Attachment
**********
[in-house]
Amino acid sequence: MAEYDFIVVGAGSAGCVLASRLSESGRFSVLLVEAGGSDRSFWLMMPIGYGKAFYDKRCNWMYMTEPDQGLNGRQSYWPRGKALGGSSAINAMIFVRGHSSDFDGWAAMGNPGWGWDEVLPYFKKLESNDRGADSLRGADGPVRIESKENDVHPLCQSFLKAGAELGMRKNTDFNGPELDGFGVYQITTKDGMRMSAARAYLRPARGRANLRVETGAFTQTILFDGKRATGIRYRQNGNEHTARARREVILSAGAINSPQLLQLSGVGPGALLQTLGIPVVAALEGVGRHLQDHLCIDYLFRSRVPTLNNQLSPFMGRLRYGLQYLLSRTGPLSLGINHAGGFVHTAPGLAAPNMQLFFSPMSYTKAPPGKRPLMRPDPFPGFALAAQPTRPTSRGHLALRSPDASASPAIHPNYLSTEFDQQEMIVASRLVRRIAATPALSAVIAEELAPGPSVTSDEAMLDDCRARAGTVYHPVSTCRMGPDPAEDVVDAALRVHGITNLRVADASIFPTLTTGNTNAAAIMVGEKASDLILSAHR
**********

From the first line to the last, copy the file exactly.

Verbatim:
[in-house]
Amino acid sequence: MAEYDFIVVGAGSAGCVLASRLSESGRFSVLLVEAGGSDRSFWLMMPIGYGKAFYDKRCNWMYMTEPDQGLNGRQSYWPRGKALGGSSAINAMIFVRGHSSDFDGWAAMGNPGWGWDEVLPYFKKLESNDRGADSLRGADGPVRIESKENDVHPLCQSFLKAGAELGMRKNTDFNGPELDGFGVYQITTKDGMRMSAARAYLRPARGRANLRVETGAFTQTILFDGKRATGIRYRQNGNEHTARARREVILSAGAINSPQLLQLSGVGPGALLQTLGIPVVAALEGVGRHLQDHLCIDYLFRSRVPTLNNQLSPFMGRLRYGLQYLLSRTGPLSLGINHAGGFVHTAPGLAAPNMQLFFSPMSYTKAPPGKRPLMRPDPFPGFALAAQPTRPTSRGHLALRSPDASASPAIHPNYLSTEFDQQEMIVASRLVRRIAATPALSAVIAEELAPGPSVTSDEAMLDDCRARAGTVYHPVSTCRMGPDPAEDVVDAALRVHGITNLRVADASIFPTLTTGNTNAAAIMVGEKASDLILSAHR